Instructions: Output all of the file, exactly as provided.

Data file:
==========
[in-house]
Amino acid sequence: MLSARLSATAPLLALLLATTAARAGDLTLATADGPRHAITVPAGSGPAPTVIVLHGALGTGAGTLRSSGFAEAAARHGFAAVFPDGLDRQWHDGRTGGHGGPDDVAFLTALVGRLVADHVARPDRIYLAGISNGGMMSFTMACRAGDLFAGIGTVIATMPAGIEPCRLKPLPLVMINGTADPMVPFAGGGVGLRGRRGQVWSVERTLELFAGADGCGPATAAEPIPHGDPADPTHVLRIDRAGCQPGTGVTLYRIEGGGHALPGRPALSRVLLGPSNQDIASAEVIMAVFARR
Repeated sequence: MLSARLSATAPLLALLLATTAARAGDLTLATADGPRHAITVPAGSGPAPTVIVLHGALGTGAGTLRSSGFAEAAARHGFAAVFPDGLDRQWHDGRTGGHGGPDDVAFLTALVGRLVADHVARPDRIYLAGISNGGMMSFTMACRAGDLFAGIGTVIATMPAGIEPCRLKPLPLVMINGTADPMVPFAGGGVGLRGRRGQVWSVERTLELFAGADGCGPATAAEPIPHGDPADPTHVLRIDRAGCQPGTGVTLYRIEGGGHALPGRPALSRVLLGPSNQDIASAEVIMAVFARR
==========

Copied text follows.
[in-house]
Amino acid sequence: MLSARLSATAPLLALLLATTAARAGDLTLATADGPRHAITVPAGSGPAPTVIVLHGALGTGAGTLRSSGFAEAAARHGFAAVFPDGLDRQWHDGRTGGHGGPDDVAFLTALVGRLVADHVARPDRIYLAGISNGGMMSFTMACRAGDLFAGIGTVIATMPAGIEPCRLKPLPLVMINGTADPMVPFAGGGVGLRGRRGQVWSVERTLELFAGADGCGPATAAEPIPHGDPADPTHVLRIDRAGCQPGTGVTLYRIEGGGHALPGRPALSRVLLGPSNQDIASAEVIMAVFARR
Repeated sequence: MLSARLSATAPLLALLLATTAARAGDLTLATADGPRHAITVPAGSGPAPTVIVLHGALGTGAGTLRSSGFAEAAARHGFAAVFPDGLDRQWHDGRTGGHGGPDDVAFLTALVGRLVADHVARPDRIYLAGISNGGMMSFTMACRAGDLFAGIGTVIATMPAGIEPCRLKPLPLVMINGTADPMVPFAGGGVGLRGRRGQVWSVERTLELFAGADGCGPATAAEPIPHGDPADPTHVLRIDRAGCQPGTGVTLYRIEGGGHALPGRPALSRVLLGPSNQDIASAEVIMAVFARR